Blood on the Coal, Jeffrey Bird (Australia), Documentary – This remarkable award winning film traces the history of Australia’s Queensland coal miners and their Union from the darkest days of the 19th century to the daunting industrial, safety and community challenges driven by giant global corporations today.
IMBA Means Sing, Danielle Berstein (USA), Documentary Feature – A character-driven heartfelt story of resilience and the impact of education. The film follows kids from the slums of Uganda through a world tour with the Grammy-nominated African Children’s Choir. The story is told through their perspectives on their one shot journey from poverty to education. From Emmy and Peabody Award winning producer Erin Bernhardt.
A New Understanding: Science of Psilocybin, Robert J. Barnhart (USA), Documentary Feature – A New Understanding explores the treatment of end-of-life anxiety in terminally ill cancer patients using psilocybin, a psychoactive compound found in some mushrooms, to facilitate deeply spiritual experiences. The documentary explores the confluence of science and spirituality in the first psychedelic research studies since the 1970s with terminally ill patients.
Inside Peace, Cynthia Fitzpatrick (USA), Documentary Feature – Three criminal offenders marked by generations of violence, addiction and poor social conditions attend the Peace Class in a Texas prison, where they struggle to discover their humanity, improve their outlook on life, and rebuild their lives from the inside out.
Our Food Chain, James Bruce (USA), Documentary Feature – A documentary film to educate and inspire parents, children, communities and policy makers to get involved in their school lunch programs, improve the food options in their home and in their communities.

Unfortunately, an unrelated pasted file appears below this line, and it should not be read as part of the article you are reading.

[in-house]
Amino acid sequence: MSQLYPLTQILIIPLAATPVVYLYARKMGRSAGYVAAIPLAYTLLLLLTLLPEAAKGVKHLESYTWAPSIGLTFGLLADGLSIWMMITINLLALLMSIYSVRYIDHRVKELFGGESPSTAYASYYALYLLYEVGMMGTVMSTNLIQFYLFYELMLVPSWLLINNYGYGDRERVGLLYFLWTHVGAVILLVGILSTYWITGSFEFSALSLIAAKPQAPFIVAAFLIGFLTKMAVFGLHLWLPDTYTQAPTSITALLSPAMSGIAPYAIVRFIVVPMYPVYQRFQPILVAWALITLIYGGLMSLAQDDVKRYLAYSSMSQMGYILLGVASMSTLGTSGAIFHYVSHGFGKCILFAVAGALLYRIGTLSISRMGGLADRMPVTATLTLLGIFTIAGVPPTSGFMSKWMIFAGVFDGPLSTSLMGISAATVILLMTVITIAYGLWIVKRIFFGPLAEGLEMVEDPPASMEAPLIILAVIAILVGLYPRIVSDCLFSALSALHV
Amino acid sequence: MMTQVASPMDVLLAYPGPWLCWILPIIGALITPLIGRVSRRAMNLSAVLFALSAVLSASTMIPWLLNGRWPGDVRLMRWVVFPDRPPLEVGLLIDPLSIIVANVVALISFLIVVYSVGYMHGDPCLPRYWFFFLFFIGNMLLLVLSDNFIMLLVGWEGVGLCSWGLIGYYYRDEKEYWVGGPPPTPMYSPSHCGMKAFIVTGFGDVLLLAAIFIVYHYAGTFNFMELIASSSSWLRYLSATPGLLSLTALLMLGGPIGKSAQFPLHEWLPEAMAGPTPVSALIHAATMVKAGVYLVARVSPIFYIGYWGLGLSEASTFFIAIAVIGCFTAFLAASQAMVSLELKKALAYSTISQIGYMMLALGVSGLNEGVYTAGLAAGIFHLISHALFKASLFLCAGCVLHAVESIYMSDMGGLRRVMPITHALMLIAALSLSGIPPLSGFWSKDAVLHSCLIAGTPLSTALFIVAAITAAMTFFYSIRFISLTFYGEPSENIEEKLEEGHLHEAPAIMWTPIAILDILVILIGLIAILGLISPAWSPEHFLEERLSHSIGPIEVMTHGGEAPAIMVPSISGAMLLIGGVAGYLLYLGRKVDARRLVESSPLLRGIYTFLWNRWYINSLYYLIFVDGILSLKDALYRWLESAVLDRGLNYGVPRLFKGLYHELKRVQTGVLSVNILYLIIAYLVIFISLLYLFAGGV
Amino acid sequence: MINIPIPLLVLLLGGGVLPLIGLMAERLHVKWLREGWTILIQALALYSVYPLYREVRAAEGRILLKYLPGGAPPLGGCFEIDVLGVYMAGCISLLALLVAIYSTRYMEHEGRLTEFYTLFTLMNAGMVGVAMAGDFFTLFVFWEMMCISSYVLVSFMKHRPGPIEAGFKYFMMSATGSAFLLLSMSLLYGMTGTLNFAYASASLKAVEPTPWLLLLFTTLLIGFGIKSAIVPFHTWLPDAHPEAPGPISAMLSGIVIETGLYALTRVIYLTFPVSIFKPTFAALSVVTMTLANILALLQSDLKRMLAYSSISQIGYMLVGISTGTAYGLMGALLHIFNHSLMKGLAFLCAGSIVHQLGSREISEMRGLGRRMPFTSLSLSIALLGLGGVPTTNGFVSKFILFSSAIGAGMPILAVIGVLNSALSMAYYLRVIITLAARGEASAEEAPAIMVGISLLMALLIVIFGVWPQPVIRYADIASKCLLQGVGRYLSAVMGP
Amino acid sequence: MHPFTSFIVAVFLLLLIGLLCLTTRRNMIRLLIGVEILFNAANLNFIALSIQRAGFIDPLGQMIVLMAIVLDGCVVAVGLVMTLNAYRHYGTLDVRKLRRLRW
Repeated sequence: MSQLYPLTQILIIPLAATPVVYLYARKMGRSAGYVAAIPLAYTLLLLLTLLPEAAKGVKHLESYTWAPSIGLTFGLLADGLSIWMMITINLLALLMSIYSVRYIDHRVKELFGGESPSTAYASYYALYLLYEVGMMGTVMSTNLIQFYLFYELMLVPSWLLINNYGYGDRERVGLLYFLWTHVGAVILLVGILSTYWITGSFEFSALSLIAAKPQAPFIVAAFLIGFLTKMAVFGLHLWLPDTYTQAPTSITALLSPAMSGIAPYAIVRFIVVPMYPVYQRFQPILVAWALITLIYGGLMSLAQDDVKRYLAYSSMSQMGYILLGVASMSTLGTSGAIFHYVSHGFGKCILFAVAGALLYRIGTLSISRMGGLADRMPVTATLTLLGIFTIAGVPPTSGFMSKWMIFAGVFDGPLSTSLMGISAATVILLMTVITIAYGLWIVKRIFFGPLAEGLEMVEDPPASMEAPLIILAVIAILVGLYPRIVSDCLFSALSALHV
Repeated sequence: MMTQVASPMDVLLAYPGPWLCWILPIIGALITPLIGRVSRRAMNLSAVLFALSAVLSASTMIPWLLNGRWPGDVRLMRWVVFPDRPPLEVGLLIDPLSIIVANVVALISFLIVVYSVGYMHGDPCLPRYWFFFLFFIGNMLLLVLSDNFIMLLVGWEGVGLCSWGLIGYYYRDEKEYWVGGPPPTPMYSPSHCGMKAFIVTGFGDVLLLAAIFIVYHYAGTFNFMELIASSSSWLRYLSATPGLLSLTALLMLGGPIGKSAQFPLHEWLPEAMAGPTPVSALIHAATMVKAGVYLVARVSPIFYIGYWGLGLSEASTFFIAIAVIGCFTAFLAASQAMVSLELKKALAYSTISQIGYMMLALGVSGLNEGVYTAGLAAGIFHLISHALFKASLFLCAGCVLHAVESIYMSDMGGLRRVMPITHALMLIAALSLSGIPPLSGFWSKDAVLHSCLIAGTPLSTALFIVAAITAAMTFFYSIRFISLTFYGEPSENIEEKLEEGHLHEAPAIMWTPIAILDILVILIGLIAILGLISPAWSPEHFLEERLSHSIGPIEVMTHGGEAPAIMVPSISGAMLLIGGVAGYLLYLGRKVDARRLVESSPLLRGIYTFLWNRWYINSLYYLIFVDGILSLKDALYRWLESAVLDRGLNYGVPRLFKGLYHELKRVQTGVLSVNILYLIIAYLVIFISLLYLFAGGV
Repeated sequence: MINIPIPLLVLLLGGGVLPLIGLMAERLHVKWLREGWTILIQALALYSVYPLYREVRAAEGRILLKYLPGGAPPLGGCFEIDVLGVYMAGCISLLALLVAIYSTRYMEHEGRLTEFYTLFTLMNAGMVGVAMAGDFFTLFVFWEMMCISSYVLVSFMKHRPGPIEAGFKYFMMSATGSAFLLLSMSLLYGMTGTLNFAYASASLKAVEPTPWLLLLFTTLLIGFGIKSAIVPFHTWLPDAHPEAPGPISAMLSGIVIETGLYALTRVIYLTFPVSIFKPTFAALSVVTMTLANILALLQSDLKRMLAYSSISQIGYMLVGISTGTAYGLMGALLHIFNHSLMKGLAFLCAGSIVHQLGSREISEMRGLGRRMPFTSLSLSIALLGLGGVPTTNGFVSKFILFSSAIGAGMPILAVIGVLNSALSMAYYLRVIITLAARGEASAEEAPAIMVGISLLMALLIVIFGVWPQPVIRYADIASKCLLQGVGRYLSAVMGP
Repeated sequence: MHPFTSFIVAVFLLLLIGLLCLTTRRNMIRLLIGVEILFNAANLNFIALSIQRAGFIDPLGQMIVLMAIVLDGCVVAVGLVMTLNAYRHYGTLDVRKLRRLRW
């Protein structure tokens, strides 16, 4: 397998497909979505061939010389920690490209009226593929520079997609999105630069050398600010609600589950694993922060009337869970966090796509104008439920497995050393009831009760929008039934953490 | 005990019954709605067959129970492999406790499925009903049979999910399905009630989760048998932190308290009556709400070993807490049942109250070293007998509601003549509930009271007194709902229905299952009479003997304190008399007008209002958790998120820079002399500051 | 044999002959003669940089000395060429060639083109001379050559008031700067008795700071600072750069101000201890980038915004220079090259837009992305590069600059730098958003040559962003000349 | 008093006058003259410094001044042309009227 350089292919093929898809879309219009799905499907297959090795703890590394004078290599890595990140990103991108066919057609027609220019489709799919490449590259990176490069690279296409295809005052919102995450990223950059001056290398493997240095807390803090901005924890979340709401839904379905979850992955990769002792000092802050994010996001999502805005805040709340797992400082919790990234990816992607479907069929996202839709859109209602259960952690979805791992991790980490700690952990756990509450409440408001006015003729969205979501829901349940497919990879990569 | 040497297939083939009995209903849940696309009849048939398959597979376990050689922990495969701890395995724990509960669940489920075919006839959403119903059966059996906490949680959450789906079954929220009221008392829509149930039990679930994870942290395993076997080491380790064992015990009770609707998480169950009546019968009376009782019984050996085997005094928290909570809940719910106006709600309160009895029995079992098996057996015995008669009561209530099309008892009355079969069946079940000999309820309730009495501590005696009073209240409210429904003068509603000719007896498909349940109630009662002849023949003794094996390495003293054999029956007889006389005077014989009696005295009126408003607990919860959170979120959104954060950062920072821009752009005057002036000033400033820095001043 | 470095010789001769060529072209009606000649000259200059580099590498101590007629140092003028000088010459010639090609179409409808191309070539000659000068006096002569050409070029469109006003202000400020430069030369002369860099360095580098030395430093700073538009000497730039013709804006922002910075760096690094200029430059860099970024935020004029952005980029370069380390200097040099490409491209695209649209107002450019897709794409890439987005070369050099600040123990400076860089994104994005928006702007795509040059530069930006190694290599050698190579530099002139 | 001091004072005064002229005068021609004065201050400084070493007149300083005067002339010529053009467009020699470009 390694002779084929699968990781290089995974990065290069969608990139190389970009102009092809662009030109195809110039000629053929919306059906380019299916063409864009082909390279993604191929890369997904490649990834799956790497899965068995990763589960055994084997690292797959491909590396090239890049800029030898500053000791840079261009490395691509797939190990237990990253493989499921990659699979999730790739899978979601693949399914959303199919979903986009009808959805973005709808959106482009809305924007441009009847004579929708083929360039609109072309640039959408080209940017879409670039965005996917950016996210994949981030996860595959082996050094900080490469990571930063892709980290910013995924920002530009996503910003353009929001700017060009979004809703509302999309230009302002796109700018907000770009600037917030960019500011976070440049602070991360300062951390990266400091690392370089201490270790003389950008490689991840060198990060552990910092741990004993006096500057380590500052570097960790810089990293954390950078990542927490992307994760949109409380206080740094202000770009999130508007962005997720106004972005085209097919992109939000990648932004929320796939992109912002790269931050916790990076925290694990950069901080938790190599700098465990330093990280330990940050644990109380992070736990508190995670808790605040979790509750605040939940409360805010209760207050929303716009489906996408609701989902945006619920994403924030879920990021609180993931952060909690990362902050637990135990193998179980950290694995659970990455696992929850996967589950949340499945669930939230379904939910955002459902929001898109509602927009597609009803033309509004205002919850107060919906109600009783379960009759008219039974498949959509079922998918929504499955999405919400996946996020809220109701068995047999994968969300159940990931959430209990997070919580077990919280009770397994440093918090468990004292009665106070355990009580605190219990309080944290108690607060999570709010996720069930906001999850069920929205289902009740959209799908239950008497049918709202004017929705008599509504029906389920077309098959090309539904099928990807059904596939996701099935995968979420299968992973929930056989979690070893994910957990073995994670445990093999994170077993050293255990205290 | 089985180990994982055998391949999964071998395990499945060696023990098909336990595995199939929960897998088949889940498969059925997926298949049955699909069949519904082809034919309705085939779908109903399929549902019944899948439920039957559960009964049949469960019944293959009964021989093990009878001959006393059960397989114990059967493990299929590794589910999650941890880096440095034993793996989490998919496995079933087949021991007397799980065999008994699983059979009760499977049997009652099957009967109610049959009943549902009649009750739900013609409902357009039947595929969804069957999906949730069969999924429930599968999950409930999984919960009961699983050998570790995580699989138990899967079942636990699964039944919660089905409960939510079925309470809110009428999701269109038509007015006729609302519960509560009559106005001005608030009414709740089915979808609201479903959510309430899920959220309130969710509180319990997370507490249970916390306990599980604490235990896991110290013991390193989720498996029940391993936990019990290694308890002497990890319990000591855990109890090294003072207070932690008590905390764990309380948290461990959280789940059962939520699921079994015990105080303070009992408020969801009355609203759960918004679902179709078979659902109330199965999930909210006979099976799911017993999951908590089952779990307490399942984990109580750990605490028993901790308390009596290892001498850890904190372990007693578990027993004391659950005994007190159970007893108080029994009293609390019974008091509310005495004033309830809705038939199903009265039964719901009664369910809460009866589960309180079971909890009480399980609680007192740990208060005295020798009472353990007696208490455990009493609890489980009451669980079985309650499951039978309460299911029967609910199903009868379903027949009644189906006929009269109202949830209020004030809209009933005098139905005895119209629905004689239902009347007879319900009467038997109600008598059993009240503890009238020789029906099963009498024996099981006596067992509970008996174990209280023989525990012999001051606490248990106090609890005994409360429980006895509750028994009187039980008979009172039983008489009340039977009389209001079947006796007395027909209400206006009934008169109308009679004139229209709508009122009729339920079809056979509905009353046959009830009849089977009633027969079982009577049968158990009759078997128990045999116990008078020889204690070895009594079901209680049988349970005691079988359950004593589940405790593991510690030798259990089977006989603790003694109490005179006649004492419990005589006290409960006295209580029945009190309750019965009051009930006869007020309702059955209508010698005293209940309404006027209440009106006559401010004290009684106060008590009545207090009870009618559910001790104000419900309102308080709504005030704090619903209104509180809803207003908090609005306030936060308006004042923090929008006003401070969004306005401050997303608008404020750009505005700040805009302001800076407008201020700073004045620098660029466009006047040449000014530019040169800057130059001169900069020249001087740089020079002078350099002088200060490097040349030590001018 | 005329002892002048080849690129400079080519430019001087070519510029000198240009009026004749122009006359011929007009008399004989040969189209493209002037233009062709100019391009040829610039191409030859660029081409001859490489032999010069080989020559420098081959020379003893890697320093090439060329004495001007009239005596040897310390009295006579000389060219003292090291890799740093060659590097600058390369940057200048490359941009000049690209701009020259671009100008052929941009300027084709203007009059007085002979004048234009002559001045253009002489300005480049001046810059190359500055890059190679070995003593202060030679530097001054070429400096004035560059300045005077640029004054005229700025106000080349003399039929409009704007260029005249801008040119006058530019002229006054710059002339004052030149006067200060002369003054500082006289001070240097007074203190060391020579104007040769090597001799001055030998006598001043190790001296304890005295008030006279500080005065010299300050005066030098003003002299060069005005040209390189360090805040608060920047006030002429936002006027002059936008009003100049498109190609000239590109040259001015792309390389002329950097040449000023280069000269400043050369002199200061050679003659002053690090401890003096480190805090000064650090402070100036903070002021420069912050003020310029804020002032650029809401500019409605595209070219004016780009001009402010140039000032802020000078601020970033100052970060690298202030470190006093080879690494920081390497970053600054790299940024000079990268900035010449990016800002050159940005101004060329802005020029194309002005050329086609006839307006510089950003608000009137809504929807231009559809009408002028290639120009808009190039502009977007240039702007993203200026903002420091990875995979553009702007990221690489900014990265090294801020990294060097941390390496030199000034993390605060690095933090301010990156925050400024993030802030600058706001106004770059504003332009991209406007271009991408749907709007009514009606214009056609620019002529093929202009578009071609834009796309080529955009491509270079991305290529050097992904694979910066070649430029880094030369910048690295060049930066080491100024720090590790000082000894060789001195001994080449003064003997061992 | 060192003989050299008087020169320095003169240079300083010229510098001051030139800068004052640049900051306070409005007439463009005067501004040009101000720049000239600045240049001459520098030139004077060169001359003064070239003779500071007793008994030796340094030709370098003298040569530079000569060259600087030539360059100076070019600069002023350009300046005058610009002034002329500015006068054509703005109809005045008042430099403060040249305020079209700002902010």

Poverty Inc., Valerie Van Cleve (USA), Documentary Feature – Examining the influence of corporate globalization and exposing the destructive nature of our modern financial system, Poverty Inc. offers a sobering look into predatory economic policies. Engrossing in-depth interviews with some of the world’s leading economists, progressive politicians, investigative reporters and philosophers, as well as the voices of America’s downtrodden reveal the terrifying threats posed by unregulated capitalism and corporate power. An impactful film from Gary Null Productions.
VERDICT (The LaVena Johnson Death Case), Stanlee Ohikhuare (Nigeria), Film Short – Verdict is the story of a 19 year old American girl LaVena Johnson killed in Iraq. The Army however, calls it SUICIDE and says the case is closed. A very powerful and horrific depiction of her injuries and how she could not have self-inflicted them.
Music for Elephants, Amanda Feldon (United Kingdom), Documentary – Music for Elephants is a unique and moving story about a concert pianist playing the works of the world’s greatest classical composers to blind, injured and orphaned elephants at a sanctuary on the banks of the River Kwai in Thailand, with extraordinary results. A moving piece reminding us of the intelligence and complexity of these wonderful creatures.
Lube Job, Stephanie Kovac (USA), Documentary – Nearly a decade in the making, LUBE JOB is an in-depth look at Louisiana’s century-old relationship with oil and gas, and the resulting environmental holocaust gradually laying waste to its treasured wetlands, revered fishing trade and an age old way of life. With a shocking ending showing the map of Louisiana as it really is now.